Cyberdissident Chen Shaowen released from jail

Good news today from China. A cyberdissident in prison for writing dangerous and harmony-disrupting Internet essays about improving life for the Chinese people has been released after serving a mere three years of his five-year sentence.

Reporters Without Borders today welcomed the release from prison on 5 August of Chen Shaowen, who had written supposedly subversive articles on the Internet about social inequalities, unemployment and the pitfalls of the Chinese legal system.

He had been in jail since 6 August 2002 after being arrested in Lianyuan (Hunan province) and was given a five-year sentence in February 2003, later reduced to three on appeal. The Writers in Prison Committee of the Independent Chinese PEN Center said he was in poor health and had been beaten up by guards in May.

At least 63 cyber-dissidents and Internet users are in prison in China.

When Chen was arrested in 2002, here’s what RSF had to say:

China arrests 31st cyber-dissident

Reporters Without Borders today condemned the arrest of another cyber-dissident in China on charges of subversion and called for his immediate release.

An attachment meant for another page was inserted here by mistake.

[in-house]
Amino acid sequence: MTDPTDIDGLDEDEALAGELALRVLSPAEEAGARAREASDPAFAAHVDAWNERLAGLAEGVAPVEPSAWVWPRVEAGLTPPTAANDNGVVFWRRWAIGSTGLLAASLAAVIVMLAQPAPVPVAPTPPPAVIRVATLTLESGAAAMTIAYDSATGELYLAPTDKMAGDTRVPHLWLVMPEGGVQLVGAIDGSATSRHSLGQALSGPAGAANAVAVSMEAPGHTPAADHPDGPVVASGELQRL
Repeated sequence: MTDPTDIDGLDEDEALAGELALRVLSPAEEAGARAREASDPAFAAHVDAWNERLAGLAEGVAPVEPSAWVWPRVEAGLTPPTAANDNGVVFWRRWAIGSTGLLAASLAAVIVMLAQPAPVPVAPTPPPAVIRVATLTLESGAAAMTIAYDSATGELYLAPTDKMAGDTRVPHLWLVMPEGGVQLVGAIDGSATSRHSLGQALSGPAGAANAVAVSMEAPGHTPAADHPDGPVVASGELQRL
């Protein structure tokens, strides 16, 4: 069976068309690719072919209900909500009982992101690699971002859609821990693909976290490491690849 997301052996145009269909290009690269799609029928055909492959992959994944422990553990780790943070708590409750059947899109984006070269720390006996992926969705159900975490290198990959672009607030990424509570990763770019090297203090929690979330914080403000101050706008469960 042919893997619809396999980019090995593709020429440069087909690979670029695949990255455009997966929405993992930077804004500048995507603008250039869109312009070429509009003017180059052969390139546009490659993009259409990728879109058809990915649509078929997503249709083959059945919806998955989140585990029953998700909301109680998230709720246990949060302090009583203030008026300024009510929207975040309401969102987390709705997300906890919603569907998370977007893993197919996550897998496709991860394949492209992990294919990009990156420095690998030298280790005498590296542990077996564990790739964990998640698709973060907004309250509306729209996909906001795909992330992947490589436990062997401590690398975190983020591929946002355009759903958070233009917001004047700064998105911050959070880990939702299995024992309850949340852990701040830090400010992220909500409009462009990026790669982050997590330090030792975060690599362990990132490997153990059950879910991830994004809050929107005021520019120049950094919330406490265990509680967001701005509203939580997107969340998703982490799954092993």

“China has made the simple act of expressing an opinion into an act of subversion,” said Reporters Without Borders secretary-general Robert Ménard in a letter to Chinese public security minister Jia Chunwang protesting against the arrest of the dissident, Chen Shaowen.

“This is not just a violation of the Constitution but also of the country’s international commitments concerning human rights. We remind your government that freedom of expression and opinion is one of these rights. The systematic repression of all critical or discordant voices is very ominous for the future on the eve of a Communist Party congress supposed to launch new leaders,” Ménard said.

Why says there’s no good news coming out of China? Welcome home, Shaowen, and thanks for serving as a model of courage.

The Discussion: 2 Comments

I wonder why he was released early. Perhaps it can be seen in more than one way. One can say it shows that the Chinese legal system is reforming and not severely punishing people who want to express their views. Then again, one might say it only shows they made a mistake in charging him to begin with, as what he had to say wasn’t that controversial. I wonder which of the two it is.

Anyway, it’s nice to hear that he has been released.

August 10, 2005 @ 2:51 am | Comment

First that guy who leaked the Jiang speech got released, and now this dude?
I am double-bolting my door tonight. The streets simply are not safe.

August 11, 2005 @ 3:11 am | Comment

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